With summer around the corner, the road conditions here in Ontario have changed. Icy roads aren't going to be a factor anymore, so instead, drivers have an easier drive ahead of them. Careful drivers would have switched tires during the seasonal change to winter. Winter brings its own set of difficult road conditions, so winter tires are the preferred choice for people who want to maximize safety and control on the road. However, winter tires, although excellent for traction during the colder, icier months, are not ideal in the summer.
Now is the time when people make the switch to tires more suitable for spring and summer weather. However, some people may make the switch to “all-season” tires, while others will switch over to summer tires. Is this something you should be thinking about for your car? And if so, what exactly should you be looking for in summer tires?
The Big Difference
While the name “summer tires” makes it pretty clear that you’re removing winter tires for a new set, why would you want to go specifically with summer tires versus all-season tires? The answer to that question is where your preferences lie for the performance of your car.
When you drive with all-season tires, you’re getting tires that can work well in the spring, summer, fall, and even reasonably mild winters. It is in the worst, icier winter driving conditions that all-season tires start to show off their weakness.
Summer tires are meant to provide maximum traction, providing greater speed and agility to cars. They enable competent drivers to take advantage of increased cornering and braking abilities. The road-holding ability is top class with summer tires, and they do better in wet road conditions than any other tire.
So, for people who put a premium on good driving experience and prefer the maximum amount of traction and control for precision driving, summer tires provide a big performance boost. Anyone willing to invest the money for a better driving experience during the summer benefits from choosing to take the extra step of switching over to summer tires.
1. Your Driving Needs
The kind of summer tire you get is going to have a direct correlation with what you hope to achieve as a driver. All summer tires will boost the performance of your car, with more traction, responsiveness, and agility on turns. However, not all summer tires are created equal.
Some summer tires are on the more general side of enhancing performance, giving you a nice boost in all of these areas. However, some are better suited to more powerful automobiles, such as sports cars, and only if the drivers have the necessary skill to take advantage of what these tires can do for a car. After all, if you own a compact car, and you don't ever plan on leaving the city for that year, it's unnecessary and even wasteful for you to consider getting high-performance summer tires. But if you own an expensive sport or racing car, you'll want to invest in summer tires for those stretches of a drive where you are going over 130 km/h and negotiating tight turns.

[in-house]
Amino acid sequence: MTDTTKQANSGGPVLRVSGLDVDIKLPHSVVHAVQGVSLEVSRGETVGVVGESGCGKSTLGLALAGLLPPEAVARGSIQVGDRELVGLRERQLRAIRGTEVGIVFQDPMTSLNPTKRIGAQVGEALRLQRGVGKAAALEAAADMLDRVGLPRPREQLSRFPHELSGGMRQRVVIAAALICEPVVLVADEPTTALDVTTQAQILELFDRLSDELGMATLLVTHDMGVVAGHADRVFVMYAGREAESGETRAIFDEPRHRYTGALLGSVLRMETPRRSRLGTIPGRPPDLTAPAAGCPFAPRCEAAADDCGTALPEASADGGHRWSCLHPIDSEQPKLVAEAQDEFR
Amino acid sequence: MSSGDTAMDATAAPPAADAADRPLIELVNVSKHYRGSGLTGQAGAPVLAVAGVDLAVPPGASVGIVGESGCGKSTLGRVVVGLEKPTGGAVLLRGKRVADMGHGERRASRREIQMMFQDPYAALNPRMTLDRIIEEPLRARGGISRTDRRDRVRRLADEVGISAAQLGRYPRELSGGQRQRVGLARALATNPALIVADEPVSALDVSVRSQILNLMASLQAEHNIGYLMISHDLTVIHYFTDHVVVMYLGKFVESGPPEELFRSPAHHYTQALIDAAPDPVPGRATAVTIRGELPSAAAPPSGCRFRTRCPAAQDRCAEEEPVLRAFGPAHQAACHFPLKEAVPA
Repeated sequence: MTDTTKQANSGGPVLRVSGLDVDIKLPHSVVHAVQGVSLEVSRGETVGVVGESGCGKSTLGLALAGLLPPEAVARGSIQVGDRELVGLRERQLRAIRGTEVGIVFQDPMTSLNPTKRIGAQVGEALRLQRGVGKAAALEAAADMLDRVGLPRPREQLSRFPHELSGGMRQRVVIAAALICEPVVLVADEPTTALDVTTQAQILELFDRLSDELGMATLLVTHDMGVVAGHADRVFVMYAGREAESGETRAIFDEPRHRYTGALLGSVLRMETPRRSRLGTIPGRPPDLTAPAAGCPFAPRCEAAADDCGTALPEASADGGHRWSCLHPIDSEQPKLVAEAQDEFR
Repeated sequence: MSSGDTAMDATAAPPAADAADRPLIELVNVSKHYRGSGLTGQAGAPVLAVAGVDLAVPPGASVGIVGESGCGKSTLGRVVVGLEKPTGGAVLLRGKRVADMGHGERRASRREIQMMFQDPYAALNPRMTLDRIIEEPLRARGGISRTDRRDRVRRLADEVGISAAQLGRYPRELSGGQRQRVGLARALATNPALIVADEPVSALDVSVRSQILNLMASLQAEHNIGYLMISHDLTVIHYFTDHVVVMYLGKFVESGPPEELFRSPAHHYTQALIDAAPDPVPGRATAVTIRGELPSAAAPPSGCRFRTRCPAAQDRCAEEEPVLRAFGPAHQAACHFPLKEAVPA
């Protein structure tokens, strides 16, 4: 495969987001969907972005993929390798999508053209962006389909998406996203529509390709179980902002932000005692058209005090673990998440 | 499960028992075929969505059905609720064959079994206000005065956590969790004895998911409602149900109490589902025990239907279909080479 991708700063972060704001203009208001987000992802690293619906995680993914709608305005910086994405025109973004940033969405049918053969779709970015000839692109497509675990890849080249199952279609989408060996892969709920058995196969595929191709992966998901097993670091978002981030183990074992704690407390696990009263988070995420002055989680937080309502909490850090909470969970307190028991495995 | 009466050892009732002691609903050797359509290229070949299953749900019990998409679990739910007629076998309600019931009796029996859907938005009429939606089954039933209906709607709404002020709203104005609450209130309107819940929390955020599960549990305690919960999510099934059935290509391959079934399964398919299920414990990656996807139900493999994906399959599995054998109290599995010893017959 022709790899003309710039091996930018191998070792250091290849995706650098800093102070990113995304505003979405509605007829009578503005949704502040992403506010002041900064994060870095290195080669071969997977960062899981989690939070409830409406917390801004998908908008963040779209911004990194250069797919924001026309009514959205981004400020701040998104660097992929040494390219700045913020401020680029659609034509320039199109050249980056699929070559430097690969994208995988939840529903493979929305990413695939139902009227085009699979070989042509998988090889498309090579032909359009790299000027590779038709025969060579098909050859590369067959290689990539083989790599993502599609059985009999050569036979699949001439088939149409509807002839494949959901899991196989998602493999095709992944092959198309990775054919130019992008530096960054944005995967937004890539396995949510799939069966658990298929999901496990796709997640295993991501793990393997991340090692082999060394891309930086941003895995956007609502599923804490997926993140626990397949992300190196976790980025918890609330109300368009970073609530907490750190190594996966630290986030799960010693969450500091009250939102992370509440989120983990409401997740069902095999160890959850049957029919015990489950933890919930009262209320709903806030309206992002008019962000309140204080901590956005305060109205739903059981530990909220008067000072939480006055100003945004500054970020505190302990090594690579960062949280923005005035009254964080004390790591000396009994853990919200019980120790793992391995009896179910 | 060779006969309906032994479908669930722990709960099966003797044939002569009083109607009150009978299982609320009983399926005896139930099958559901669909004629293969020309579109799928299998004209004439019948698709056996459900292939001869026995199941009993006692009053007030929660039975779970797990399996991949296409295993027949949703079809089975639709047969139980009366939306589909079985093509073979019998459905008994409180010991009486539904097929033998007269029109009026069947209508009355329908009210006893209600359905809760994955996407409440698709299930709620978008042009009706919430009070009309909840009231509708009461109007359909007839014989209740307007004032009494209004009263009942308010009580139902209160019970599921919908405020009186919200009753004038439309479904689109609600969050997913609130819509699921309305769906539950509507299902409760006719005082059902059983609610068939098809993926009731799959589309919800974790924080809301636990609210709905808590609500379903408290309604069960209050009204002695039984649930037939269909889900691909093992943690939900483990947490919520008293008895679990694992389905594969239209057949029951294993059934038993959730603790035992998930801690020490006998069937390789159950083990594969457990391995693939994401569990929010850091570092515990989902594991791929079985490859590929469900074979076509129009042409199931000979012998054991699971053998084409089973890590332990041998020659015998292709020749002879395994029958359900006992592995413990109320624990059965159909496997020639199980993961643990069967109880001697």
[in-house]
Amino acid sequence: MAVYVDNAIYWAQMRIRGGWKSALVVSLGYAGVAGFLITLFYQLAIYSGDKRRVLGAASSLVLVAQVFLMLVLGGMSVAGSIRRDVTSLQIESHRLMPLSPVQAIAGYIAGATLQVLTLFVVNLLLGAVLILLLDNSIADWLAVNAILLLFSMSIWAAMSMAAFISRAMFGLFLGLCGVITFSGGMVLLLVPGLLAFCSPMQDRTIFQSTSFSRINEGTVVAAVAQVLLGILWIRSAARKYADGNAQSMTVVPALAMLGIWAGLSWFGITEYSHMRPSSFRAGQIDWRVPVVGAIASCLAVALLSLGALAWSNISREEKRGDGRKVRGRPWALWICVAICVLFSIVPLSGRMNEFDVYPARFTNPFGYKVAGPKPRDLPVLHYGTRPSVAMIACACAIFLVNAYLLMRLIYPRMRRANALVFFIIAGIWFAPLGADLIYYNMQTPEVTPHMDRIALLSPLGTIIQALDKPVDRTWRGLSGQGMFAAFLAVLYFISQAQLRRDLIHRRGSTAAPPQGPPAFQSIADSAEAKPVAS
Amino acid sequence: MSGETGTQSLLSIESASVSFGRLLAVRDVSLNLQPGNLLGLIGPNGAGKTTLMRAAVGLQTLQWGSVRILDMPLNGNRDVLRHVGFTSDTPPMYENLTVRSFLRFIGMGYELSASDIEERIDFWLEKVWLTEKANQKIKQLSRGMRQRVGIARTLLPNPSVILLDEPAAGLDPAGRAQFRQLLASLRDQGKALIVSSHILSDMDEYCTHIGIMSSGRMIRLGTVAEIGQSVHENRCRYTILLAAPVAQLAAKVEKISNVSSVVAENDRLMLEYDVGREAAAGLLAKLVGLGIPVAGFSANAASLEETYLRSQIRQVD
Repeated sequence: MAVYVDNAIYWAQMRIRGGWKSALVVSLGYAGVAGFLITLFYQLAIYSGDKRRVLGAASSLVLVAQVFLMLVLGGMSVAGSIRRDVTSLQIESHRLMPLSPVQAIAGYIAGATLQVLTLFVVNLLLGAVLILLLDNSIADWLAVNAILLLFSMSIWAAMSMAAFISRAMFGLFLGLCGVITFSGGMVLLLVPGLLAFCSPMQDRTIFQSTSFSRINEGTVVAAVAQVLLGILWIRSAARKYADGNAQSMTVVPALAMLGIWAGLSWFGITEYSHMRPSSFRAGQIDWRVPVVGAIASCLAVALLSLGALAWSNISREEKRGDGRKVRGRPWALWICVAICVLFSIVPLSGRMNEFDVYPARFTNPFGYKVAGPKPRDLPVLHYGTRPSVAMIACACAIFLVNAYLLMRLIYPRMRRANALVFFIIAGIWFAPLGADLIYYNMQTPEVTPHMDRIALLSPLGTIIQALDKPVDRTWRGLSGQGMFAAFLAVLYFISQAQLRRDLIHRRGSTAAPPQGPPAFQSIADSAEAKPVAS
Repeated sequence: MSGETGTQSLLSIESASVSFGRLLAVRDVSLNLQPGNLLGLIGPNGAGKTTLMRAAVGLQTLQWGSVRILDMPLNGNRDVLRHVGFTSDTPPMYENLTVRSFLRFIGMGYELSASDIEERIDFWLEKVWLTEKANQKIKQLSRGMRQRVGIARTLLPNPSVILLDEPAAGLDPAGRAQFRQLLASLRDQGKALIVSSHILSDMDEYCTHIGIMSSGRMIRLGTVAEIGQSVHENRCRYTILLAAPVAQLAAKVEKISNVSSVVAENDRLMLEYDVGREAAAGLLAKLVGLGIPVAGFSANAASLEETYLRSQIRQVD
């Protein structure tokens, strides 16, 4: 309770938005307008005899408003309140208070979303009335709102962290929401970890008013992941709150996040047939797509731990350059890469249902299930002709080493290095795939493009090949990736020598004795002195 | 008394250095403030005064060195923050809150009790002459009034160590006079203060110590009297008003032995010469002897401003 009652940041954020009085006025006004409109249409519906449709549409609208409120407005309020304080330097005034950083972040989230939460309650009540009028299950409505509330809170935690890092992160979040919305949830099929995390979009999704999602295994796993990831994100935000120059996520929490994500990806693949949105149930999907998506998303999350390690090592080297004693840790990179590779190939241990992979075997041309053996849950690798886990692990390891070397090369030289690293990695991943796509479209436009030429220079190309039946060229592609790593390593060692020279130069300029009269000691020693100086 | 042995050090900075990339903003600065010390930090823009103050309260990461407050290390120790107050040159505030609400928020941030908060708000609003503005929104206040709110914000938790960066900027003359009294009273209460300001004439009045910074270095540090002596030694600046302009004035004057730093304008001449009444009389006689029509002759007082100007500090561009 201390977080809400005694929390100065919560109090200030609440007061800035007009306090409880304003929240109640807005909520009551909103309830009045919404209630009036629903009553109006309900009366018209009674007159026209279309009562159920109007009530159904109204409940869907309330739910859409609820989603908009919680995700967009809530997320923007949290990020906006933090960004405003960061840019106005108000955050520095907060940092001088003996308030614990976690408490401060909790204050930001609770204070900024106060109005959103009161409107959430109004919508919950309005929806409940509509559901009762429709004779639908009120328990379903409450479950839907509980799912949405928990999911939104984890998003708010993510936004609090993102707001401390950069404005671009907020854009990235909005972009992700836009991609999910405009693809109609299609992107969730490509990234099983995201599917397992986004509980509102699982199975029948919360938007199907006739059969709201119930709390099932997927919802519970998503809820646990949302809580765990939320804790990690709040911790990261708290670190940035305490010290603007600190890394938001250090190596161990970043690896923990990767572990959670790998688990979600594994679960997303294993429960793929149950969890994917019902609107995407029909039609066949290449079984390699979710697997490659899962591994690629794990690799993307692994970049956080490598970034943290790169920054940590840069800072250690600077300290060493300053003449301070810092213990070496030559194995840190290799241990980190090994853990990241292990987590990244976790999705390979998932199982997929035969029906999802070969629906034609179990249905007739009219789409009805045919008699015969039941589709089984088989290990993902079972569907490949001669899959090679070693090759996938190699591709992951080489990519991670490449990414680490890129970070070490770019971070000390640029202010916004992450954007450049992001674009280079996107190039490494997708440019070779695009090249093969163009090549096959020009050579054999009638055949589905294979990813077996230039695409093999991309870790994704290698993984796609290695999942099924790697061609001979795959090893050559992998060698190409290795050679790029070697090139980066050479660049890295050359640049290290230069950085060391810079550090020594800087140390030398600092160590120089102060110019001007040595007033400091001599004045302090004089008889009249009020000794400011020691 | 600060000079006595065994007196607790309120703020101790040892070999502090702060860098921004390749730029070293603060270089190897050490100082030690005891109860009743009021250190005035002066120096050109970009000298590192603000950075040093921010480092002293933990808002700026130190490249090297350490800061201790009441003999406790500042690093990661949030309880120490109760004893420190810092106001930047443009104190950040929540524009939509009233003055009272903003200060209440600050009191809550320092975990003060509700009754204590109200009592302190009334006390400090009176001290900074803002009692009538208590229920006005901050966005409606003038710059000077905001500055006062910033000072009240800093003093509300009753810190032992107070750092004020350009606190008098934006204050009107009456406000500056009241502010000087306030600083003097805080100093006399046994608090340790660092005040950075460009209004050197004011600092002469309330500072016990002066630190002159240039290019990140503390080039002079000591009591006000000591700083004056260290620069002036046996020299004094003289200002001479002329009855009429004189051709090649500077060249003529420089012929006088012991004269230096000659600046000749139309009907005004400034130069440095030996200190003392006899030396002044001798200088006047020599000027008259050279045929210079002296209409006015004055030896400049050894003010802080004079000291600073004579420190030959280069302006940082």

2. Tread Life
From a vehicle maintenance perspective, tread life is a factor you'll want to consider. Summer tires are high-performing, but depending on the amount of performance they provide, they can have longer or shorter lifespans. If you're not comfortable with frequently replacing your summer tires for new ones, tread life is going to be a major factor for you.
Tread life is also going to vary a lot depending on how you drive and what kind of driving you do. If, for example, you use your car a lot, even for work, then your continuous hours logged on the road are going to have a very different effect on your tread life. On the other hand, someone who drives to work and lets the car sit in a parking lot for eight hours, only to drive it back home, and give the car a workout only on weekends will have a different tread life rate.
3. Your Vehicle
Another thing you should look for in your summer tire is a consideration for the vehicle that you're using, which, in some sense, also ties into how you drive. The biggest example is the difference between cars and SUVs. SUVs also have their own summer tires, but here, greater agility and speed may not be the biggest factors. SUV summer tires may favour traction because it is likely some off-roading onto trails will be done, with uneven inclines, heading over sharp rocks, and driving through creeks or rivers.
A sports car, on the other hand, is never going to leave smooth, paved roads. This type of driver is never going to worry about sliding on gravel or taking to a trail full of uneven surfaces. This will require an entirely different type of summer tire, to meet the expectations for performance that the vehicle will have.
Talk to the Experts
One thing you should always do when thinking about summer tires is getting an expert opinion. We have specialists here at Goderich Toyota, and there are also plenty of tire specialists and experts in vehicle maintenance that can give you advice on the best approach for summer tires for your vehicle.
Just remember that once you’ve got your tires, you’ll need to think about removing them and storing them away for the winter. Provided you take care of your summer tires when they’re not in use, they can provide years of enhanced performance for you on the road.